LONDON: “Lost for Words” by British writer Edward St Aubyn is a merciless send-up of Britain’s literary “Oscars”, which stir up a media frenzy every year over which novel should win and a backlash if the favourite doesn’t.
The Man Booker prize winner is assured fame and fortune and increased sales at least in the short term. But the judges seem to have trouble trying to balance the promotion of new writers with rewarding established authors.
They have a reputation for coming up with unexpected choices and have been accused of going for populism over quality. British writer Julian Barnes, who won the Man Booker prize in 2011 after being shortlisted on three previous occasions, described the process as “posh bingo”.
So it is with the “Elysian Prize” in “Lost for Words” where it soon becomes clear that winning is a lottery and has very little to do with literary merit.
The Elysian judges, who pick a winner from some 200 works of fiction, have other fish to fry and have little time, or inclination, to read many of the books.
Obscure Member of Parliament Malcolm Craig accepts the job as chairman of the prize judges because he needs some “extra-curricular activities to secure a decent amount of public attention”.
Up-and-coming actor Tobias Benedict is made a judge partly because he is the godson of a director of the Elysian Group – an agribusiness company that sponsors the prize and is controversially known for creating such genetically modified crops such as “giraffe carrots” and “cod wheat”.
Benedict barely has time to attend any of the judges’ meetings because he is busy touring the country with a hip-hop version of Samuel Beckett’s “Waiting for Godot”.
Penny Feathers, spy/diplomat turned thriller-writer, finds being an Elysian judge gets in the way of writing her latest page-turner – “Roger and Out”.
The books jostling to be on the short list highlight the faddish nature of recent British fiction. “All the World’s a Stage”, by a young New Zealander, is a historical novel about Jacobean London from the point of view of William Shakespeare. “wot u starin at” claims to be a work of “gritty social realism” about life on a Glasgow housing estate.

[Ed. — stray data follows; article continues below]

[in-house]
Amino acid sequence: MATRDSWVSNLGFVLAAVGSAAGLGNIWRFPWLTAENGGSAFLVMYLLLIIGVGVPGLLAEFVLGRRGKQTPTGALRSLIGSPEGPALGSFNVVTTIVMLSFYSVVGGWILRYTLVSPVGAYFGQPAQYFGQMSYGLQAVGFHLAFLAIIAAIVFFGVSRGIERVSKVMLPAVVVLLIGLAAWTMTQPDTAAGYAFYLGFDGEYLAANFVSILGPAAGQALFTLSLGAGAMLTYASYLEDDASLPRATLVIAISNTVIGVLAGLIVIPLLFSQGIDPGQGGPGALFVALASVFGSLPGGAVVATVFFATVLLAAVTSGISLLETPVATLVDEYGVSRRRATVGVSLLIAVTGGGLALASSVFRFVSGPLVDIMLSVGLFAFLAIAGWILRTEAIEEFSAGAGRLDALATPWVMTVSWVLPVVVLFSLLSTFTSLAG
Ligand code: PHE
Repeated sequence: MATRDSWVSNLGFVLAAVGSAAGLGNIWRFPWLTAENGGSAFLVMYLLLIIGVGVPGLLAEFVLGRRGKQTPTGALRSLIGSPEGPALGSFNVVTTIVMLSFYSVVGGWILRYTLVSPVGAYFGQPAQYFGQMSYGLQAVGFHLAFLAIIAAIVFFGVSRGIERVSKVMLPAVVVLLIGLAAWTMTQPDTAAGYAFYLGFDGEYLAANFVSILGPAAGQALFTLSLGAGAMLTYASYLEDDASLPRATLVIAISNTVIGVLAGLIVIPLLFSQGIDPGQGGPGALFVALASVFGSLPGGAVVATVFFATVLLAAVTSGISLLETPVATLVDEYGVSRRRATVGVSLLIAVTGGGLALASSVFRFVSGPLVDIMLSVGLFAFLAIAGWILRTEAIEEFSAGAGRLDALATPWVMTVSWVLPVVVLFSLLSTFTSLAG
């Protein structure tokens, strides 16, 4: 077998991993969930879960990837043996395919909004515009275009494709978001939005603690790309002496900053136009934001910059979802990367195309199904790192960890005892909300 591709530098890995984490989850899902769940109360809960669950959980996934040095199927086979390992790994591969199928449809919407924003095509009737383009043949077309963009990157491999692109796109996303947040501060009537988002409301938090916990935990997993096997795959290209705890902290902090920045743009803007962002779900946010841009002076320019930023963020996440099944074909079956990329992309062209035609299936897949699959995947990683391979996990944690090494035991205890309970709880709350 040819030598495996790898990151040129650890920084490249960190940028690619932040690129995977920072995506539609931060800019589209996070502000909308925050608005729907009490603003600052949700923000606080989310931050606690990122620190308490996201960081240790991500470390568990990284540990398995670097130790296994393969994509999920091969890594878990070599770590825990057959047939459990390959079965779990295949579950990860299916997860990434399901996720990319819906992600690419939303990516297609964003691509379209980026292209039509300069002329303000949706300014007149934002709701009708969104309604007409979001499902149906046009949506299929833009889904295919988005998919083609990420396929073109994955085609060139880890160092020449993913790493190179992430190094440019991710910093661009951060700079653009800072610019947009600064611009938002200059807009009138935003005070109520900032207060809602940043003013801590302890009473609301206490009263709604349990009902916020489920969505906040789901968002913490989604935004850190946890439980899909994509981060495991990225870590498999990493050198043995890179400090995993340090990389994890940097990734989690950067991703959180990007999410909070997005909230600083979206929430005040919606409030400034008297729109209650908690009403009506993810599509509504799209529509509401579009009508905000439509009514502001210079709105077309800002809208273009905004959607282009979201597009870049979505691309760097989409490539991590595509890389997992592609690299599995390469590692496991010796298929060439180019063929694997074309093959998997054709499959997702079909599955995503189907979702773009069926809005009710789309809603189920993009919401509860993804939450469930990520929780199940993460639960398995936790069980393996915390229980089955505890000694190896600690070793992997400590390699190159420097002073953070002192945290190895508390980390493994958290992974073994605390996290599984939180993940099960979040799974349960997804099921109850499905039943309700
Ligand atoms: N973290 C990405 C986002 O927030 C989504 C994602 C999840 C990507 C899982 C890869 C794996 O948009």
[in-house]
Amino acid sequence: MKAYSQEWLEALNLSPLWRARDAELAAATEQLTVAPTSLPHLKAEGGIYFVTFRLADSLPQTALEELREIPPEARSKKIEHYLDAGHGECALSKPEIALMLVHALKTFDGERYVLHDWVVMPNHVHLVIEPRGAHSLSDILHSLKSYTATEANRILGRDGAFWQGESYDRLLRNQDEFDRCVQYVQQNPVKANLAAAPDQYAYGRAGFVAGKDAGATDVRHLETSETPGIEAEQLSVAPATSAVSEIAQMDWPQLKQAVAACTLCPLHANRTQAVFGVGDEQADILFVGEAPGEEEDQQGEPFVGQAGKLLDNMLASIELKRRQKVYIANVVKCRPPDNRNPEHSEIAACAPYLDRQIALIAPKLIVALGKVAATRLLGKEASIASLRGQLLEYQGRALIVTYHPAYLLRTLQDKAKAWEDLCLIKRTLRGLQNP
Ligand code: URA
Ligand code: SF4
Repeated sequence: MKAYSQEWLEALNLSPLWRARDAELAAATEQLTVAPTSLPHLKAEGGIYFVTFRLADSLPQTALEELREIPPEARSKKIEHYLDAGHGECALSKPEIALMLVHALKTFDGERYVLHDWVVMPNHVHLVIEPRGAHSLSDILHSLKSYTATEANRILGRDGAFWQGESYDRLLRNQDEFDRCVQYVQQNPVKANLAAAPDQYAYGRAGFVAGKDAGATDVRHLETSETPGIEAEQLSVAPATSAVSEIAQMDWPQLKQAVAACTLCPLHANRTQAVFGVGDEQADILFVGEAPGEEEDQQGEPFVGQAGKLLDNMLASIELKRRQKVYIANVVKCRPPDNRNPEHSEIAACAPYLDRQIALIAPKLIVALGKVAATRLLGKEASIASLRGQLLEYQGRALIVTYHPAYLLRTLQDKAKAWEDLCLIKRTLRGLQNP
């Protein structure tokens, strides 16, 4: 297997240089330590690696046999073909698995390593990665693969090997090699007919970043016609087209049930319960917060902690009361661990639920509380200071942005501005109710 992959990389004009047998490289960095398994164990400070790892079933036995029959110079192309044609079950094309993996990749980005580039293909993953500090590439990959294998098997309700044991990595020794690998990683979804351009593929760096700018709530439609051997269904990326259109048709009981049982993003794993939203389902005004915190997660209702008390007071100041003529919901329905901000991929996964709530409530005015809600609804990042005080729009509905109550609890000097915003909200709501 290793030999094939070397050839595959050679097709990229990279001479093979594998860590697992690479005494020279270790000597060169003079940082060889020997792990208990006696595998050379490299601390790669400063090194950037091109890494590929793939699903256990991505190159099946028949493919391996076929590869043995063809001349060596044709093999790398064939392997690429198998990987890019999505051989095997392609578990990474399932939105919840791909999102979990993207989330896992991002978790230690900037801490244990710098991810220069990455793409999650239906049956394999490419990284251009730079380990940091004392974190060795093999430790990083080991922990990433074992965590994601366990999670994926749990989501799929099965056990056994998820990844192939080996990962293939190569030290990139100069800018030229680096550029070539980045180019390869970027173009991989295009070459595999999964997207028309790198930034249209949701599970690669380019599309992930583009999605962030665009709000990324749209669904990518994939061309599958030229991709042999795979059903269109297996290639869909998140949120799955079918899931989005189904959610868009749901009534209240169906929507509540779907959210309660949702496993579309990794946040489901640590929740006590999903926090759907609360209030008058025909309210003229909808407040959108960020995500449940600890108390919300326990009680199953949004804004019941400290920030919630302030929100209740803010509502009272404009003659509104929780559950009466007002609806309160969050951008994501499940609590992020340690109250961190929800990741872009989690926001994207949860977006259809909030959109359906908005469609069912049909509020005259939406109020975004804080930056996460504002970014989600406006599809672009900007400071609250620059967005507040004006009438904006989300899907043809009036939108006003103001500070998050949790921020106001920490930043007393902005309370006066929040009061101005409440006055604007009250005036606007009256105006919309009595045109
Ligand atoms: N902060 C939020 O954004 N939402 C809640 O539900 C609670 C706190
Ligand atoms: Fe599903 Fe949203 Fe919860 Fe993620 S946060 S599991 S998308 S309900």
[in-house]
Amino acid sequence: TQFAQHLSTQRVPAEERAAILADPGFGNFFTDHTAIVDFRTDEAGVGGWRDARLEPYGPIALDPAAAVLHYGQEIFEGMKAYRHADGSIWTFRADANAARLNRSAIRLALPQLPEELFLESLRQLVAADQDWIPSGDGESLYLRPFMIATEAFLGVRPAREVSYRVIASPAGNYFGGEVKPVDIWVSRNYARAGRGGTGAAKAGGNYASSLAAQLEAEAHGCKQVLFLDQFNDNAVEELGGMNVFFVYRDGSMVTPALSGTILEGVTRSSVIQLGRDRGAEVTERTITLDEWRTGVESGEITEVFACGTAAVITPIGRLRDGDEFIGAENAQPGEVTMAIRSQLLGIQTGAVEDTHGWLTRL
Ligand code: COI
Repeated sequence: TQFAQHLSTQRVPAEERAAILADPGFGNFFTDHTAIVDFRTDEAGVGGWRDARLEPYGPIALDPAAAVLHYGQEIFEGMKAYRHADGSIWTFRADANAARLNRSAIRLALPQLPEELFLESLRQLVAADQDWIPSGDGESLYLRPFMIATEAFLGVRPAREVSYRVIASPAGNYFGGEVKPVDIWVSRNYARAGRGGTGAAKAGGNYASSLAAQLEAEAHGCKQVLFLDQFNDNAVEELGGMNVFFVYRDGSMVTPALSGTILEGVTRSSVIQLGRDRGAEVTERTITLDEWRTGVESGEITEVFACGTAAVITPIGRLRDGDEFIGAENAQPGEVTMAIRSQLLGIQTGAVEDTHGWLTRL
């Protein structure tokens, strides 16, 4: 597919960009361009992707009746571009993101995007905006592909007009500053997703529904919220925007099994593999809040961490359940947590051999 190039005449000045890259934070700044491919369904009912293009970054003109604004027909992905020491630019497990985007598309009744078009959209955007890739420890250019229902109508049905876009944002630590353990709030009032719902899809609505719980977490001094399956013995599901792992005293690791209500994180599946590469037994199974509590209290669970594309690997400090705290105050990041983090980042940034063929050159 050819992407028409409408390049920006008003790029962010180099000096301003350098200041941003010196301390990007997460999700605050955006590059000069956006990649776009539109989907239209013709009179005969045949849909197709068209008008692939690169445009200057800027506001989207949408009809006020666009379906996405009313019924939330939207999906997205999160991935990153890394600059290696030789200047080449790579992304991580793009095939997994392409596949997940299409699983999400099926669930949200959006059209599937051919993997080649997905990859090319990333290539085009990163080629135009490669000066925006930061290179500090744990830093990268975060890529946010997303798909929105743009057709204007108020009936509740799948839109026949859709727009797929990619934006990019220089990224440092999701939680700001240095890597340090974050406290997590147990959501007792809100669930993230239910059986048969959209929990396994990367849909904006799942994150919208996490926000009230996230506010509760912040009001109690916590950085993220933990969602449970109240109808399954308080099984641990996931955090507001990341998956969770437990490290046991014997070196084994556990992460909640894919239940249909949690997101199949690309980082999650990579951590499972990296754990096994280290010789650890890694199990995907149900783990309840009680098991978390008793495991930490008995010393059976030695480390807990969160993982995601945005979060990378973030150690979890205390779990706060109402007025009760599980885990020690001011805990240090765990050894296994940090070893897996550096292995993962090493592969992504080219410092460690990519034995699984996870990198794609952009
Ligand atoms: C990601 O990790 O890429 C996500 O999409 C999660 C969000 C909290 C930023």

But due to a publishers’ mix-up and disarray among the judges, a cookbook by an Indian aristocrat known as Auntie gets on to the shortlist and eventually triumphs. Media personality and columnist Jo Cross, another Elysian judge, defends it as a “ludic, postmodern, multi-media masterpiece”.
St Aubyn has a dig too at the literary establishment. One of the characters, French post-structuralist Didier, writes an acceptance speech for Auntie when her Palace Cookbook wins.
“The Palace, we are told, is ruined, abandoned, lost, and yet it stands behind the Cookbook, just as the matrix of syntax stands behind the banality of the semantic corpus.”
There are probably lots of in-jokes and barbed references in the book that go over the heads of those not close to London’s literati, prompting some reviewers in the British press to try to work out who some of the characters might be based on.
“Could Penny Feather (one of the judges) be Dame Stella Rimington, the former head of MI5 (intelligence service) who chaired the 2011 Booker committee?” the Telegraph asked. St Aubyn, who declined to be interviewed by Reuters, told the paper he didn’t have anyone particular in mind.
St Aubyn also told the Telegraph there were good things about literary prizes in that they draw attention to the books, and give writers some cash and sales which are badly needed.
His own literary reputation has been riding high on the back of his critically acclaimed Patrick Melrose novels. One of these – “Mother’s Milk” – was shortlisted for the prize in 2006 but did not win.
A subsequent book, “At Last”, did not make the Man Booker long list in 2011. In “Lost for Words” he could be taking his revenge or just having a bit of fun.
Among the barbs and satire, St Aubyn also injects a few insights into what it is like being a writer.
Thriller-writer Penny Feather is trying to wean herself off computer software called Ghost, which helps to bulk up her sentences. “If you typed ‘river’ into Gold Ghost Plus you got “dark flood flecked with gold”.
Sam Black, perhaps the only serious novelist who makes it on to the Elysian short list, sits at his desk, his pen poised above paper, wondering: “Should he start with a declaration, or a description, a dialogue, or a comparison.”
He is paralysed by the possibilities. “Sam dropped his pen on the desk. It was all too complicated. To say anything at all would be a mistake.” – Reuters